Fibrous dysplasia of the temporal bone complicated by cholesteatoma and thrombophlebitis of the transverse and sigmoid sinuses: A case report

February 1, 2008     Rodrigo Martinez, MD and Jay B. Farrior, MD
article

Abstract

Fibrous dysplasia is a benign condition that can affect the skull and facial bones and cause a broad spectrum of otolaryngologic conditions. We present the case of a boy with polyostotic fibrous dysplasia with involvement of the temporal bone that was first diagnosed when he was 9 years old. His condition eventually became complicated by cholesteatoma and thrombophlebitis of the left transverse and sigmoid sinuses, and he died of his disease at the age of 19 years. We discuss these and other complications of fibrous dysplasia of the temporal bone and their management.

Congenital middle ear cholesteatoma

October 31, 2007     J. Walter Kutz Jr., MD and Rick A. Friedman, MD
article

Attic cholesteatoma

September 30, 2007     J. Walter Kutz Jr., MD; Derald E. Brackmann, MD
article

A 67-year-old man presented with a long history of hearing loss. He denied otorrhea, otalgia, and a history of ear infections.

Cholesteatoma of the maxillary sinus

May 31, 2007     Borlingegowda Viswanatha, MS, DLO; L. Krishna Nayak, MS; Shamanna Karthik, MS
article
 

Cholesteatoma of the external auditory canal in an immunocompromised patient

September 30, 2006     Arun K. Gadre, MD; Jennifer Davies, MD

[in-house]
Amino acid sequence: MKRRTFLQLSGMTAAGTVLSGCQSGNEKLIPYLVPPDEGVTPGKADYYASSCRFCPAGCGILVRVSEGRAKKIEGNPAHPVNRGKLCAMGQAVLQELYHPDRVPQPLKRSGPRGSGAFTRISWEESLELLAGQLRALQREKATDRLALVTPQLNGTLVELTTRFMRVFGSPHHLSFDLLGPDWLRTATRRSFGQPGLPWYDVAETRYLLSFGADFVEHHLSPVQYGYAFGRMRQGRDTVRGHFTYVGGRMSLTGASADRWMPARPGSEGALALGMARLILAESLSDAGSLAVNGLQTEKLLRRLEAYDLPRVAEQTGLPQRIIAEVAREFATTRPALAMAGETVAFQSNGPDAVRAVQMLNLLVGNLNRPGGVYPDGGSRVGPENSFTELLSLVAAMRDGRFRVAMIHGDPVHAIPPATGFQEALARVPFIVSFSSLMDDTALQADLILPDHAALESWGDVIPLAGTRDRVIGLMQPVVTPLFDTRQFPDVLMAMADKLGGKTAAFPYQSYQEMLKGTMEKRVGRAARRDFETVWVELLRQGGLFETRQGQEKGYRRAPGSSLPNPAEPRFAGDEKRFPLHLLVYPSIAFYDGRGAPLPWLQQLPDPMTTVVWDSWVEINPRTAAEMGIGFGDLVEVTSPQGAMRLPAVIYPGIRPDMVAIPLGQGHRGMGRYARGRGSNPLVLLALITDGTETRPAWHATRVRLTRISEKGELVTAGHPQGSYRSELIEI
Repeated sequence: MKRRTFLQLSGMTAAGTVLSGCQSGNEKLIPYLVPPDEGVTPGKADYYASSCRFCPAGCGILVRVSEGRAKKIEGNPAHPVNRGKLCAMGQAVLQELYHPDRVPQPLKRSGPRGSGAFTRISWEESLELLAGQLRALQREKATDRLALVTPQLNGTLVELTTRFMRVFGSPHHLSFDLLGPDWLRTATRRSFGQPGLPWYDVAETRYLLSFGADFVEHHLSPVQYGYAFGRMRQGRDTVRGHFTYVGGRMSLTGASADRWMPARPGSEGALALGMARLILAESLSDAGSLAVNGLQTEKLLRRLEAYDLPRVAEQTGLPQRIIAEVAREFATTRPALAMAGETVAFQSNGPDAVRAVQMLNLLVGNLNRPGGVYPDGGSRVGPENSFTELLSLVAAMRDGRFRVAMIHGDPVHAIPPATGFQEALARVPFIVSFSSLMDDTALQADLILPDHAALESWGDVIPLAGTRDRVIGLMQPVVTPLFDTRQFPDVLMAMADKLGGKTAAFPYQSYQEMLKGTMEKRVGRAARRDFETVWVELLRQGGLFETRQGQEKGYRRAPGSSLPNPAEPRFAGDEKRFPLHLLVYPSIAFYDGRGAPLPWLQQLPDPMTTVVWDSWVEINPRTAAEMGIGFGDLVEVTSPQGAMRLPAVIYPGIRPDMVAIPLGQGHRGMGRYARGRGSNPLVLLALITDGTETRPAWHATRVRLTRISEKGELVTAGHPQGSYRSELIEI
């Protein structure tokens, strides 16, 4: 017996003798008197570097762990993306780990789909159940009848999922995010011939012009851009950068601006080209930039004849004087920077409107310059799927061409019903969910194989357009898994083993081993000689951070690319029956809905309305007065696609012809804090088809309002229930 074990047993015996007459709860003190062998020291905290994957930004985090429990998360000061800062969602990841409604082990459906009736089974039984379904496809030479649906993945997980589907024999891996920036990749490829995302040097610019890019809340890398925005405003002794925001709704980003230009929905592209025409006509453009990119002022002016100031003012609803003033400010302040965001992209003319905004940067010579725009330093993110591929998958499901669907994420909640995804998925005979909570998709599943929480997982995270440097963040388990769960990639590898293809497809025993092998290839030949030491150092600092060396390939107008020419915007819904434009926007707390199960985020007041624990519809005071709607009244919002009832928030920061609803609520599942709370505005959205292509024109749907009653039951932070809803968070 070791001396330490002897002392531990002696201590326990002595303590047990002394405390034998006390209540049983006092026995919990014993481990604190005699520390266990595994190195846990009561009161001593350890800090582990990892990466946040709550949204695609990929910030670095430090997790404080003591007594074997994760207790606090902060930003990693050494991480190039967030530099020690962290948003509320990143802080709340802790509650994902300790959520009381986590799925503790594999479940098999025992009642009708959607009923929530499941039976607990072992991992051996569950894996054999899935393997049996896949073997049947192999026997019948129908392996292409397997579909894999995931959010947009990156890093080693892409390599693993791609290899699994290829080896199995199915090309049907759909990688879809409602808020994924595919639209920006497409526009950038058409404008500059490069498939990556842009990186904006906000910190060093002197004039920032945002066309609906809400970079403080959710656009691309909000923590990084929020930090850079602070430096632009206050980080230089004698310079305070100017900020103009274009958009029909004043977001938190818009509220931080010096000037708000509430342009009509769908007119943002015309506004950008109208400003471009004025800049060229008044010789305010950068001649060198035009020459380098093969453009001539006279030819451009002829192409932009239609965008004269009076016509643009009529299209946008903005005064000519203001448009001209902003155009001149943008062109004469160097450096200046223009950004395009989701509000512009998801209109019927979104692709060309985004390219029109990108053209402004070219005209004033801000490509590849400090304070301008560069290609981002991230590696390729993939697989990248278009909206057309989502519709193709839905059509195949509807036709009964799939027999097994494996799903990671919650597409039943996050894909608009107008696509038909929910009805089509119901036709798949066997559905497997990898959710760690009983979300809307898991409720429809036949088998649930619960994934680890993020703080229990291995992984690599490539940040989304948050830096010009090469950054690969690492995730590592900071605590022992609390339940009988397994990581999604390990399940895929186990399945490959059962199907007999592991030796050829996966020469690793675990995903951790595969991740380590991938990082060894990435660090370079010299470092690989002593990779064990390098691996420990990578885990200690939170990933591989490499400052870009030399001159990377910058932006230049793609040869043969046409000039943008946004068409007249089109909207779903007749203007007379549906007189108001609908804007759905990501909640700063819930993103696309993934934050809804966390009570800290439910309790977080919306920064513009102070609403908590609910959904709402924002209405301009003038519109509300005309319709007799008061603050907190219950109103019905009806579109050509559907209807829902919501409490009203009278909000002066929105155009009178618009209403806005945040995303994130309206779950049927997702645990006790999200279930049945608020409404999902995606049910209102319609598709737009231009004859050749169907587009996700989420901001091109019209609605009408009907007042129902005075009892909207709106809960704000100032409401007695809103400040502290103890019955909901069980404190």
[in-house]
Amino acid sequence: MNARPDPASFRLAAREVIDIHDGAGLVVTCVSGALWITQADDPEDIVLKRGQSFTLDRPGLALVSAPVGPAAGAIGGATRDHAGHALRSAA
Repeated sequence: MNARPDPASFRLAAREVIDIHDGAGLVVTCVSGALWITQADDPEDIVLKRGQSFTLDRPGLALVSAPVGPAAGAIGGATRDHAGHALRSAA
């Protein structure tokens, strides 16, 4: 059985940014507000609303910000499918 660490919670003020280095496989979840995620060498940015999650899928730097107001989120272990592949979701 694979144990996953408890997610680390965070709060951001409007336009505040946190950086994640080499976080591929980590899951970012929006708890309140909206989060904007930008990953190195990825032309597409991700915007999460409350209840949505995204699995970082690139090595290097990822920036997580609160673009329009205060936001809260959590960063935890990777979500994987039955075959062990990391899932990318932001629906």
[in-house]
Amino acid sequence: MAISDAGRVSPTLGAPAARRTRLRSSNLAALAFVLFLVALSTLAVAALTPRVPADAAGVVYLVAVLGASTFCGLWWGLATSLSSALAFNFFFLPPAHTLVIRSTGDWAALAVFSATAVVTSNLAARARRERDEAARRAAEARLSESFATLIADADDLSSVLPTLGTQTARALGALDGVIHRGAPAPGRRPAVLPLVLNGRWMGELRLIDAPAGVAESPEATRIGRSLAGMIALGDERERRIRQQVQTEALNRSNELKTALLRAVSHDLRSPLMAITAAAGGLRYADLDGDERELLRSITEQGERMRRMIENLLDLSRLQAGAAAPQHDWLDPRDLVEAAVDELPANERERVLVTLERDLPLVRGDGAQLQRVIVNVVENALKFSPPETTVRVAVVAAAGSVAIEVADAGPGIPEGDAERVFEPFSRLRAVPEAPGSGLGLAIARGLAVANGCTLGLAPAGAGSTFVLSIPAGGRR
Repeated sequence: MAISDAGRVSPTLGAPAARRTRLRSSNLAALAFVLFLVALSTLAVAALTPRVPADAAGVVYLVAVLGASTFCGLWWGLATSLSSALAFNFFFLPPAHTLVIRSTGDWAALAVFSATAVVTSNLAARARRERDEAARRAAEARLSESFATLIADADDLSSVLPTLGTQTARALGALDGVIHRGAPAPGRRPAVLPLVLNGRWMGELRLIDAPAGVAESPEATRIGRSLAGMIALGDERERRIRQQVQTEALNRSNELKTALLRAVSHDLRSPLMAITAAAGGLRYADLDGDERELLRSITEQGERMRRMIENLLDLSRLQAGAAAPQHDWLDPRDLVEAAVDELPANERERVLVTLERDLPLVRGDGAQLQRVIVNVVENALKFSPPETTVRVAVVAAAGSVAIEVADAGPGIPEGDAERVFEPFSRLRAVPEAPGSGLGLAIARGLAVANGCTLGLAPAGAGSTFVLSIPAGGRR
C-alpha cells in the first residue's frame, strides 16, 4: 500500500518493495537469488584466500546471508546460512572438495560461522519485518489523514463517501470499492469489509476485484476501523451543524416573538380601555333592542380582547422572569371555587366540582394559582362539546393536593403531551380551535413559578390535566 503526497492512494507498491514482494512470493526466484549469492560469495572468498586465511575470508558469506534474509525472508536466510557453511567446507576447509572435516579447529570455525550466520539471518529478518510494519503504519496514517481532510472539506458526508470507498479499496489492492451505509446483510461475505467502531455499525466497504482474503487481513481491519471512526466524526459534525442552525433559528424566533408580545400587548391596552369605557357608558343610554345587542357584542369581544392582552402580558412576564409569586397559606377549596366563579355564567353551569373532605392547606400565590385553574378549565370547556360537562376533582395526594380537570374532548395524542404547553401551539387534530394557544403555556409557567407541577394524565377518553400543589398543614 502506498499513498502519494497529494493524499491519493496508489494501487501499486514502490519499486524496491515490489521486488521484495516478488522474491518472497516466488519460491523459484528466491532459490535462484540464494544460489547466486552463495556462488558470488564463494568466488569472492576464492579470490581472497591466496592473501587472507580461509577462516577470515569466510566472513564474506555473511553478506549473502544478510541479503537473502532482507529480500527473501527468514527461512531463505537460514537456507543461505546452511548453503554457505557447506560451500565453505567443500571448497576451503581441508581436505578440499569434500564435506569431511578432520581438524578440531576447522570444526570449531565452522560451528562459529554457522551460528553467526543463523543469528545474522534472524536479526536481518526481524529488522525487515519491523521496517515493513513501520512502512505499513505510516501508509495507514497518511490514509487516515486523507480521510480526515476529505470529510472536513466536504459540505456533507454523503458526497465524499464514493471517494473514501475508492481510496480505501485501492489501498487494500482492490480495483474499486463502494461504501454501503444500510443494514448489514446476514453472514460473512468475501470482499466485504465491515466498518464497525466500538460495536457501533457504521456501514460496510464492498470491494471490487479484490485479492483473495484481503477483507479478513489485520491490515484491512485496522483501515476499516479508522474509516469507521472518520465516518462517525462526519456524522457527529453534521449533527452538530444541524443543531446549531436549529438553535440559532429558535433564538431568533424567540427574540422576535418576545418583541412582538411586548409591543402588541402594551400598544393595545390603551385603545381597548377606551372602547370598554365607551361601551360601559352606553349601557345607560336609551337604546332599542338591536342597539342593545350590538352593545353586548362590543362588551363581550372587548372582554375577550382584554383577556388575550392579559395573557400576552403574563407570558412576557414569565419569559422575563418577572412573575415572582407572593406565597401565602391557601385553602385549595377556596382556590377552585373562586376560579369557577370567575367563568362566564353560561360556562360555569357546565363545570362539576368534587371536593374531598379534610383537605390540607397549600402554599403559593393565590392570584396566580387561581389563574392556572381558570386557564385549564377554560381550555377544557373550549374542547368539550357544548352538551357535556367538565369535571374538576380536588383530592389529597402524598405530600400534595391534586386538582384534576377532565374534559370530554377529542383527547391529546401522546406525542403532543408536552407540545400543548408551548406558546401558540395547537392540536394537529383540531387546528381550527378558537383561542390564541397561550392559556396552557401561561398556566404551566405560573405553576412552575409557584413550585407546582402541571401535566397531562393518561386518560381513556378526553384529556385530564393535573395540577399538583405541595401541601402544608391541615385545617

article

The mechanical reduction of early acquired cholesteatomas in children: Indications and limitations

April 1, 2006     Eric R. Grimes, MD; Glenn Isaacson, MD, FAAP, FACS
article
Abstract
The standard treatment for acquired cholesteatoma involves surgical removal of the lesion and reconstruction of the tympanic membrane. In some children, these lesions can be treated more conservatively. We conducted a retrospective study of 29 ears in 24 children who had been treated for early acquired cholesteatoma with mechanical reduction and a tympanostomy tube. Outcomes measures included hearing status, the postoperative appearance of the tympanic membrane, and the need for additional surgery. We found that anterior and inferior pars tensa lesions, with or without squamous debris, can be successfully reduced, but that posterosuperior retractions respond less well when the ossicular chain has been eroded. None of the children who responded to mechanical reduction required major reconstructive surgery later. We conclude that mechanical reduction of retraction pocket cholesteatomas with tympanostomy tube placement is sufficient to restore normal hearing and a normal tympanic membrane appearance in selected children with early lesions. We also identified several important prognostic features, including the patient's age, the specific location of the retraction pocket on the tympanic membrane, the extent of the pocket, ossicular chain involvement, and the patient's adenoid status.
PreviousPage
of 3Next